Tag: cheese

It’s National Cheese Lover’s Day! You Can Eat Cheese as Part of a Healthy Diet

by in Food News, January 20, 2016

It’s true: You can have your cheese and eat it, too, especially on this national food holiday. Many cheeses are naturally lower in fat and calories, like Parmesan and Romano. Use the size of your thumb for measuring the proper portion, which is about an ounce of cheese. One ounce of Parmesan has more protein than the same amount of red meat (10 grams) and clocks in at 111 calories, 7 grams of fat and 5 grams of saturated fat. An ounce of whole-milk mozzarella has 85 calories, 6 grams of fat and 4 grams of saturated fat. Cheese also has calcium, vitamin B12 and phosphorus, and counts towards the USDA’s recommendation of three daily servings of dairy.

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Cheesy Comfort Foods You Can Enjoy Guilt-Free

by in Healthy Recipes, October 1, 2015

salami pizza

Treat yourself to cheese. We’re not talking a small cup of cottage cheese. You deserve to partake in pizza night and not feel guilty about it. While comforting eats like a slice of pepperoni or a bowl of mac and cheese get bad reps for being unhealthy, as they often are, cheese is not necessarily to blame. Here are some of our favorite healthy recipes to help satisfy your cheesy cravings.

Healthier Pizza

Transforming pizza into a healthy dinner option starts with the dough. Try using white whole-wheat flour, which will provide great texture and even better nutrition. And for a slightly nutty flavor, add whole grains like bulgur and quinoa. Either way, these healthier crusts taste delicious with traditional toppings — like mozzarella and salami (pictured above) — and unconventional toppings — such as feta and zucchini — alike.

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5 Kitchen Hacks for String Cheese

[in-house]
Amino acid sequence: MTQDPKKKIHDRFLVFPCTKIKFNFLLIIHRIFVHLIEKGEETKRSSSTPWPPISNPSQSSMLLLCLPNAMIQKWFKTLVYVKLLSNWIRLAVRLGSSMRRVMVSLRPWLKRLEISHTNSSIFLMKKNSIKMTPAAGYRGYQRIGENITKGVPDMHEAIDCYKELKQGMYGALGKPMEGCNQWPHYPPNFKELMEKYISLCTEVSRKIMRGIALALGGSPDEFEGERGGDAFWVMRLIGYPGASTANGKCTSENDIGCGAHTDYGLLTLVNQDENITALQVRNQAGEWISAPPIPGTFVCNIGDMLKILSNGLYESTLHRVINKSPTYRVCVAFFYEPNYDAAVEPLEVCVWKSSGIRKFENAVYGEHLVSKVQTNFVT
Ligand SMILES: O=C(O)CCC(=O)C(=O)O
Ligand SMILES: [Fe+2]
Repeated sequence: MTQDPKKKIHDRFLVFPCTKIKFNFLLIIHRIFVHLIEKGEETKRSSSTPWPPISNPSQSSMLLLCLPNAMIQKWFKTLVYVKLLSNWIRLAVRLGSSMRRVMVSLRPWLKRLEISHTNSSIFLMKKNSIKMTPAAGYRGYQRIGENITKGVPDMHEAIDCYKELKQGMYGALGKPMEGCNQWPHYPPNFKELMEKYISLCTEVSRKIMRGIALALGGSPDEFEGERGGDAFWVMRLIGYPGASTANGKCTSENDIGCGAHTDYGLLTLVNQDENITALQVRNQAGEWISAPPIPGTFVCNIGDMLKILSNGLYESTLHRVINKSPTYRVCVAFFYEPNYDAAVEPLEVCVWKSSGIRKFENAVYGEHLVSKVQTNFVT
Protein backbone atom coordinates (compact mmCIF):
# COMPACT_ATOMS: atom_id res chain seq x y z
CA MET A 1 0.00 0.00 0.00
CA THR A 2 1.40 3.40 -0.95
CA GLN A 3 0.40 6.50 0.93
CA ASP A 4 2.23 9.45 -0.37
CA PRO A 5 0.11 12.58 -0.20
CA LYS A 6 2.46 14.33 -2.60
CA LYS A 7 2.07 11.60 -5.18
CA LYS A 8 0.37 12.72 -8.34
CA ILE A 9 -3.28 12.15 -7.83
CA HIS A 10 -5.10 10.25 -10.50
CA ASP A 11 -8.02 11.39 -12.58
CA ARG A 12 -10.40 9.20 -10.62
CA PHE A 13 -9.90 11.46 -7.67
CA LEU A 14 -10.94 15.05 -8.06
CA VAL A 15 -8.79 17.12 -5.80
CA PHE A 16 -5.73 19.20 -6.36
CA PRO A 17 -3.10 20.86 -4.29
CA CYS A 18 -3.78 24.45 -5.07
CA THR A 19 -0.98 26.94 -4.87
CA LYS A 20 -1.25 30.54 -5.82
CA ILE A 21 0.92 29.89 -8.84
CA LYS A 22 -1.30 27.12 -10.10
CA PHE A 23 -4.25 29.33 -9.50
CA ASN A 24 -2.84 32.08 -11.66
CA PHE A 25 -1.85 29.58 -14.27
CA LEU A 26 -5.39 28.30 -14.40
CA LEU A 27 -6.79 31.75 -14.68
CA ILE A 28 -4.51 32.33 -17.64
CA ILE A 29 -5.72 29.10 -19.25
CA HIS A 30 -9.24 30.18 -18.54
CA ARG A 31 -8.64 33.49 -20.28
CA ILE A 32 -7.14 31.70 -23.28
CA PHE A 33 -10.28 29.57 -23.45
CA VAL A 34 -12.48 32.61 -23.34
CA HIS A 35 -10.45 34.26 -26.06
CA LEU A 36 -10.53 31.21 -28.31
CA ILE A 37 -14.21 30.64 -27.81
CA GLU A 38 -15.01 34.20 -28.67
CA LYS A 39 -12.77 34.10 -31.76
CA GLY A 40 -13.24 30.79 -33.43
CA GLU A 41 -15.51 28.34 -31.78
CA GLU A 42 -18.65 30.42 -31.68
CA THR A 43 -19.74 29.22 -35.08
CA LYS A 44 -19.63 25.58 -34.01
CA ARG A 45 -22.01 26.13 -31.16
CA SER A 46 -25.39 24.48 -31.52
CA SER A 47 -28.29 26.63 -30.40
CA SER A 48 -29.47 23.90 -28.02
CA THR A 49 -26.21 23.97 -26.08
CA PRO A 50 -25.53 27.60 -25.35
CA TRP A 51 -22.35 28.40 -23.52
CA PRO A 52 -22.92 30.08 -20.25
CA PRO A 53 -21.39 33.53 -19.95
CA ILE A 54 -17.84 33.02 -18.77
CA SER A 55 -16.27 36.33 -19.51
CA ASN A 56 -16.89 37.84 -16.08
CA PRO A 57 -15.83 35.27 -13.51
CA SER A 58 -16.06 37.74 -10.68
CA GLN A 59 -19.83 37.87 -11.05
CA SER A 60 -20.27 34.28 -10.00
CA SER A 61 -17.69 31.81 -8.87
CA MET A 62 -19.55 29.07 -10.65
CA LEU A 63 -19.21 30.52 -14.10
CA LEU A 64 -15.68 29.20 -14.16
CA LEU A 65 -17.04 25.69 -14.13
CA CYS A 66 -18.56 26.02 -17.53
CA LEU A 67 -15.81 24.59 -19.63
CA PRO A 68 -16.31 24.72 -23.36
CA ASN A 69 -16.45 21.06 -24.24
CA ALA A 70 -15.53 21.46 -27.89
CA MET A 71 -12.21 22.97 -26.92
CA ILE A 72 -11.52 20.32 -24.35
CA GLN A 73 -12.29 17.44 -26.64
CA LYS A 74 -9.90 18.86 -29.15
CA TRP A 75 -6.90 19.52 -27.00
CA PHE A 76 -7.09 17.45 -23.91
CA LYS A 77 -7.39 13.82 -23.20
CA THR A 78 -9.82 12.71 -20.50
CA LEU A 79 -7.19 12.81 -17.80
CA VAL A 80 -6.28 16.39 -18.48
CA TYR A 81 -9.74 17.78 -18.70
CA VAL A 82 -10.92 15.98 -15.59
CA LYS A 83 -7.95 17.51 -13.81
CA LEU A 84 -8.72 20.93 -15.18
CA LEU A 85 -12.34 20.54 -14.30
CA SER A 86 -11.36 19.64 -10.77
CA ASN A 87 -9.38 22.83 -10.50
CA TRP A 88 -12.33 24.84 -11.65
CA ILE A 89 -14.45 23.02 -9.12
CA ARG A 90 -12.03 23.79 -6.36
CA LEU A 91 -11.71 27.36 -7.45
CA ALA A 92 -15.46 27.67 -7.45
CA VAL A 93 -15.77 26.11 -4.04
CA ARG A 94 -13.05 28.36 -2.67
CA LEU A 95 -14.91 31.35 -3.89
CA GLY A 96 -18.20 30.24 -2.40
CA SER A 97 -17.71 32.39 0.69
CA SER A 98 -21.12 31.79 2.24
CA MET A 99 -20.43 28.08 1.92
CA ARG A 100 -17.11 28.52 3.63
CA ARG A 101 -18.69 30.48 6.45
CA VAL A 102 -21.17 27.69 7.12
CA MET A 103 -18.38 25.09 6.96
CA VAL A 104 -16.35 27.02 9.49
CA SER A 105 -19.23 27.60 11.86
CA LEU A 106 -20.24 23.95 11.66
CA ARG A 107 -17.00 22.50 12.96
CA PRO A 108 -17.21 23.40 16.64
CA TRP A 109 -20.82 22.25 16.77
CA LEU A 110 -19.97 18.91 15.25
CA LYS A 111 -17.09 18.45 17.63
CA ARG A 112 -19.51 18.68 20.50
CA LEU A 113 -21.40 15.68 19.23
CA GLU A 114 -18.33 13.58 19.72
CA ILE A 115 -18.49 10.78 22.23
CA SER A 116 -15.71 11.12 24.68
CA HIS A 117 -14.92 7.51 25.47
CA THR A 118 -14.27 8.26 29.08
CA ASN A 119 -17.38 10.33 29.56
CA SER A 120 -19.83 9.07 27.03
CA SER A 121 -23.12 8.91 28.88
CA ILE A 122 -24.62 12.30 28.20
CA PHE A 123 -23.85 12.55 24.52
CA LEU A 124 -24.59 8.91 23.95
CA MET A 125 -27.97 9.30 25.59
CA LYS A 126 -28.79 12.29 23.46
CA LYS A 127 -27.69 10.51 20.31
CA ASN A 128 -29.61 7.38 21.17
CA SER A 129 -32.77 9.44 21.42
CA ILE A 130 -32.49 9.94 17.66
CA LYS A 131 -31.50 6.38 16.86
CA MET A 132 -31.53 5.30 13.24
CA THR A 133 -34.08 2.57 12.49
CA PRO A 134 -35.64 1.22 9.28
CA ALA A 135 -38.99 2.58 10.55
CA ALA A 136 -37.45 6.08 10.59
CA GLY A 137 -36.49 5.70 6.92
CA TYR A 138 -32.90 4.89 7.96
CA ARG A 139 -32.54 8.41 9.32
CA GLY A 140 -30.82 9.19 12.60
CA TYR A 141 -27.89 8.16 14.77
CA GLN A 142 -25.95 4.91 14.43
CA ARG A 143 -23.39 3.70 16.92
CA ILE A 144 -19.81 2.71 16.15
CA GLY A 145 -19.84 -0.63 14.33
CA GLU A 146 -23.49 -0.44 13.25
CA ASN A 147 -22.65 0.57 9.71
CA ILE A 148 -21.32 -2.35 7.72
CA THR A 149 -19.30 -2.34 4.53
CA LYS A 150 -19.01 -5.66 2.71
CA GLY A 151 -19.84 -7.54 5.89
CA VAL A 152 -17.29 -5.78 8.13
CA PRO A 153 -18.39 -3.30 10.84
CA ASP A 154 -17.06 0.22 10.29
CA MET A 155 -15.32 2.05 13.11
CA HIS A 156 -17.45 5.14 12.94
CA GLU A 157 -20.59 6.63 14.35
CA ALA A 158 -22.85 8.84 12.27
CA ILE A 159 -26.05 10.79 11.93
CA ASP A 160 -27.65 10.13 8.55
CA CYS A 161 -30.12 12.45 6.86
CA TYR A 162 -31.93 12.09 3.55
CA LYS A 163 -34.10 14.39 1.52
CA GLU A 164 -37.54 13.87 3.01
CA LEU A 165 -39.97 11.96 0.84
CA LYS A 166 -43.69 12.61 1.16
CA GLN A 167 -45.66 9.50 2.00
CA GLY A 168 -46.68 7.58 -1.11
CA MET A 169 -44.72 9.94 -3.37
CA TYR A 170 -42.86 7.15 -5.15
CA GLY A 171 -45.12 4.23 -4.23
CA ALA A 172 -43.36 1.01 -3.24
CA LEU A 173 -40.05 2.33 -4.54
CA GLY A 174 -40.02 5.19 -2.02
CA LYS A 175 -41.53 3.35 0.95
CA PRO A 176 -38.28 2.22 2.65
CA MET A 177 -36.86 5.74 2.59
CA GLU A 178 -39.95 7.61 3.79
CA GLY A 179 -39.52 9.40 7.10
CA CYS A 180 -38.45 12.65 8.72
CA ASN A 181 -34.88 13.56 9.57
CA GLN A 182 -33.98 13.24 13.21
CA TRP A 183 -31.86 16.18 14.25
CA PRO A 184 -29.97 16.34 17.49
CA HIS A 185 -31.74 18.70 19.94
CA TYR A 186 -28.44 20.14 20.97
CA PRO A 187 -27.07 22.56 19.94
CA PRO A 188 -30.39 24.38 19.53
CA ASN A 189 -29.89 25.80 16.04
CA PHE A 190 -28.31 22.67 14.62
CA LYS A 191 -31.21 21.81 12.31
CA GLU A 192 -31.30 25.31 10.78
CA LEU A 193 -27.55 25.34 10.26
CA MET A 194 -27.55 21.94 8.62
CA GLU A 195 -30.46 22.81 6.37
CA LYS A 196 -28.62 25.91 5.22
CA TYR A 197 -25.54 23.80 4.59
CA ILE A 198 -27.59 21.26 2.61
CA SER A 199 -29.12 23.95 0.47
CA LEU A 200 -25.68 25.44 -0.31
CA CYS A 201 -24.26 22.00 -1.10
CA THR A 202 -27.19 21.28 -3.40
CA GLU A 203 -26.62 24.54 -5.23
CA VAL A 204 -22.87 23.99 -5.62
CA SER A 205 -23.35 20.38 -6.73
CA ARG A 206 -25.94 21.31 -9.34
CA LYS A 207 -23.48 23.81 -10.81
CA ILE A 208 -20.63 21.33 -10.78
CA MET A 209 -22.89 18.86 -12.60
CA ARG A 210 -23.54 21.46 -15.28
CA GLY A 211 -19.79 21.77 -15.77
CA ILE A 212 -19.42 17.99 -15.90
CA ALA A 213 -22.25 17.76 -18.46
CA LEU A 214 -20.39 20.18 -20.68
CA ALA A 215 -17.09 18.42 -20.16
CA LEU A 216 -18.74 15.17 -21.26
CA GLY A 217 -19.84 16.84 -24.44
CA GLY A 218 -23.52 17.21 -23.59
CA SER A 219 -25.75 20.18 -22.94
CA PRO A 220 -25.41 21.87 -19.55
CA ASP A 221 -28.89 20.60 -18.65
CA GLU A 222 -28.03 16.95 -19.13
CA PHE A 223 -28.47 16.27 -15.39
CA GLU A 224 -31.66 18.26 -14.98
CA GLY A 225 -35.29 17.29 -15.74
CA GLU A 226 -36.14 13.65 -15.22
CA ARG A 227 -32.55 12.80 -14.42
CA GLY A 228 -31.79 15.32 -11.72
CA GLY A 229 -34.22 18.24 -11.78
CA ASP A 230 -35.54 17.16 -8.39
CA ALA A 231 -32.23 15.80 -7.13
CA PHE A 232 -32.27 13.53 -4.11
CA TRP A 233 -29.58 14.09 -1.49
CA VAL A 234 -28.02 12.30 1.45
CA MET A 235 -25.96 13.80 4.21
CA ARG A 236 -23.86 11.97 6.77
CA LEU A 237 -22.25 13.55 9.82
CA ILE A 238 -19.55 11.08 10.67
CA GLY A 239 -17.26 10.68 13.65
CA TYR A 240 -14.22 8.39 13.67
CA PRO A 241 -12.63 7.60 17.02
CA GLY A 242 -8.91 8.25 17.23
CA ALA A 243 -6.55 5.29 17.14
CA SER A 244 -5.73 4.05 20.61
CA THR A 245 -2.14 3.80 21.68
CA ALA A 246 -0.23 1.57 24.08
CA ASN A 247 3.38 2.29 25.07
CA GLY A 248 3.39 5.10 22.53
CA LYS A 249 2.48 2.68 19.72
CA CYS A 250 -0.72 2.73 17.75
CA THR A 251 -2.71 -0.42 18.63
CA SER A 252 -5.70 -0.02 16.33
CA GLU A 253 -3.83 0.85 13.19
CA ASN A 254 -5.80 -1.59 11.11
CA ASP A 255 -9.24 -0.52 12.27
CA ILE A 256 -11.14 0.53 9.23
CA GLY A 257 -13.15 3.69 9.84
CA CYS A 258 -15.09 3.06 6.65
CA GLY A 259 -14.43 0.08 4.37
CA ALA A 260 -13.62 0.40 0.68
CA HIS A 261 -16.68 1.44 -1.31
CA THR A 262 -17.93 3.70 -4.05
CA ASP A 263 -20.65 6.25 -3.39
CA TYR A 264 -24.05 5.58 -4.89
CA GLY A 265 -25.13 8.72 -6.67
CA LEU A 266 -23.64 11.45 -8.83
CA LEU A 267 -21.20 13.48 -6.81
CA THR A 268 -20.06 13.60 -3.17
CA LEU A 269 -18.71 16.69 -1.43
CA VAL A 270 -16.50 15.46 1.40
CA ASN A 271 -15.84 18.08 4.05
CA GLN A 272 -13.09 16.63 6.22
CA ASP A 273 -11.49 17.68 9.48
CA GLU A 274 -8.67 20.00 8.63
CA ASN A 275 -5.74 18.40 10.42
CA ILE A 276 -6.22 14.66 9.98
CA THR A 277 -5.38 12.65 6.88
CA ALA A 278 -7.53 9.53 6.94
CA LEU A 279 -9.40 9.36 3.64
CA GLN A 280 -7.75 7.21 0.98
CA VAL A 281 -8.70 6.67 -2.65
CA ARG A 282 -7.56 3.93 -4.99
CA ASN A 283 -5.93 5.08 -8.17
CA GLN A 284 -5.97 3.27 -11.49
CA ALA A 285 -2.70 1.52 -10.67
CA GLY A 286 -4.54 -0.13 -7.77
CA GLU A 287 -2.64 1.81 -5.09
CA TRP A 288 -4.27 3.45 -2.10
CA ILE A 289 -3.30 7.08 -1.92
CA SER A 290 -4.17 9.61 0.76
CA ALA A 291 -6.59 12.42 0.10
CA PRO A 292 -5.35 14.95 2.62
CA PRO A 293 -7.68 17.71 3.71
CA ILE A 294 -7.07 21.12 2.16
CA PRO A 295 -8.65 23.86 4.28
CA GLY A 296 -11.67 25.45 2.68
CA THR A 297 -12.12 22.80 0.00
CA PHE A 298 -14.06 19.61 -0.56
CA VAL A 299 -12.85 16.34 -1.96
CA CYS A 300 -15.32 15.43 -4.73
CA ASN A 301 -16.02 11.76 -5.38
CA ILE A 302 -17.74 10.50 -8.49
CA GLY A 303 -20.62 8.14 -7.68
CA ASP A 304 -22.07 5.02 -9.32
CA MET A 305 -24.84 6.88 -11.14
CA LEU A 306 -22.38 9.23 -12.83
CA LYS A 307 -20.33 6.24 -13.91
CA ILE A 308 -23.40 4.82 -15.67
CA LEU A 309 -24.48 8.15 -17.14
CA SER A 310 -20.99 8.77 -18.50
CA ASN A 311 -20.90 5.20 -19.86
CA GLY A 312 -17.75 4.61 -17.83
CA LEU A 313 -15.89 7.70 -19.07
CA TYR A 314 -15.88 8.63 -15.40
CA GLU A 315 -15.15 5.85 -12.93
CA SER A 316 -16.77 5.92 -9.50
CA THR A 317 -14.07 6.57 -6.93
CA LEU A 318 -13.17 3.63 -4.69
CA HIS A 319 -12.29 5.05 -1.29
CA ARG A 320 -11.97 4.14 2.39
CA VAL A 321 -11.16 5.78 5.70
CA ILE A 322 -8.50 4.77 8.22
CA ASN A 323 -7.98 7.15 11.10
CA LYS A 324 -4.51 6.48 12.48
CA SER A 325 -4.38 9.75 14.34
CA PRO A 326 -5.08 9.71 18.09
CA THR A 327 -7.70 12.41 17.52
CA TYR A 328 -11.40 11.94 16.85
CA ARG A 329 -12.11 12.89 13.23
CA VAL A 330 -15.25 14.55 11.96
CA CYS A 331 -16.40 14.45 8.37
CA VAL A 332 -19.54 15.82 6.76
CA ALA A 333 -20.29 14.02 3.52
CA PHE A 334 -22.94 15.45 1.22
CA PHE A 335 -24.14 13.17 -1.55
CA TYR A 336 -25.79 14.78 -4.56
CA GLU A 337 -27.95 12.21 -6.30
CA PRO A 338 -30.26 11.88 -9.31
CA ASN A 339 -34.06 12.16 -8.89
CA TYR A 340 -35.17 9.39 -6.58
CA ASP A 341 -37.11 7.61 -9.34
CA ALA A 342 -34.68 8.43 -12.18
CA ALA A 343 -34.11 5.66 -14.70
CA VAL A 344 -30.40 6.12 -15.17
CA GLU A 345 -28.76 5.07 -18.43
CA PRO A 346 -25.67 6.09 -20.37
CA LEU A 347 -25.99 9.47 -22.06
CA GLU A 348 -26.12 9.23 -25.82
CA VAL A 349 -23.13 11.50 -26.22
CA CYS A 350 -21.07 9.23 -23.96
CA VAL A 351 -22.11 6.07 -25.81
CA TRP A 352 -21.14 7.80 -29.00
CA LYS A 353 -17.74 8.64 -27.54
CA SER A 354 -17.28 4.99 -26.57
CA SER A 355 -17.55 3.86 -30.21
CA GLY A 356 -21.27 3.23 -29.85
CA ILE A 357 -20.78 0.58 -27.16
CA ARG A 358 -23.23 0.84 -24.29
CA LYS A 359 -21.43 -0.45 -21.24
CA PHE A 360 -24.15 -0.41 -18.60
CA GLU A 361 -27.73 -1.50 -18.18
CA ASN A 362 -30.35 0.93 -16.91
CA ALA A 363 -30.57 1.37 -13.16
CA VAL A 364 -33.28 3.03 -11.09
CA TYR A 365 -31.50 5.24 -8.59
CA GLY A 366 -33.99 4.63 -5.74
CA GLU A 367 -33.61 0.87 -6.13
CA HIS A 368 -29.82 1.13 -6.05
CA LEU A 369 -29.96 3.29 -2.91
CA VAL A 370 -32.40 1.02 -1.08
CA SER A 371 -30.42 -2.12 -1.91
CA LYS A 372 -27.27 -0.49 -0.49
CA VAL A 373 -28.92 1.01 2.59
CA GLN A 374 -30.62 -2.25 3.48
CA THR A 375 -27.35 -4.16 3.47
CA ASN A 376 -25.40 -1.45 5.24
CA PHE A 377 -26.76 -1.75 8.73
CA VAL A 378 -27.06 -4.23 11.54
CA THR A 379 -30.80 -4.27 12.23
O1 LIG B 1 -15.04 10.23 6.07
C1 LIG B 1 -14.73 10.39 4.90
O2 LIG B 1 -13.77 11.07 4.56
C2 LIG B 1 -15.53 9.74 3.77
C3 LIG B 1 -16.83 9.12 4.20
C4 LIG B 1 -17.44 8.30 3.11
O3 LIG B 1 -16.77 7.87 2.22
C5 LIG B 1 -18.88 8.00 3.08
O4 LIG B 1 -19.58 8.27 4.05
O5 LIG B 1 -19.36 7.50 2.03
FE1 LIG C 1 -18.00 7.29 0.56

by in Healthy Tips, September 16, 2015

This kiddie snack can be so much more than a lunchbox staple. Check out these clever hacks using lower lower-fat, part-skim mozzarella string cheese sticks. Read more

Boost Your Immunity! Eat These 5 Foods

by in Healthy Recipes, November 1, 2014

Ginger
Cold and flu season is right around the corner and while there’s no magical food to protect you from illness, eating more of these five foods can help keep you going strong through those chilly winter months.

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Caprese Skewers: A Grill Season Great with a Low-Sodium Twist

by in Scaling Back on Sodium, June 7, 2014

caprese skewers
Summer is a perfect time to experiment with one of the best flavor boosters beyond the spice rack: fire.

Grills, of course, are great for burgers, chicken and hot dogs. But hot grates also bring out something special in fruits and vegetables, lending a smoky essence (and some sexy grill marks!) to everything they touch. And much like salt, a little heat releases the mouth-watering scent of ingredients, enhancing the flavor of a dish without the extra sodium.

So while you have the kebab skewers out, have some fun. Here, a Caprese salad gets a low-sodium twist with grill-friendly paneer in place of the usual, saltier mozzarella. Just thread everything on a stick, and then head to the barbie.

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5 Things You Didn’t Know About Cheese (Plus 10 Cheesy Recipes)

by in Healthy Recipes, December 5, 2013

broccoli cheddar pocket

Is cheese a staple ingredient of your menus? Here are some nutrition tips, a couple of insights and, of course, some healthy cheesy recipes.

Did You Know?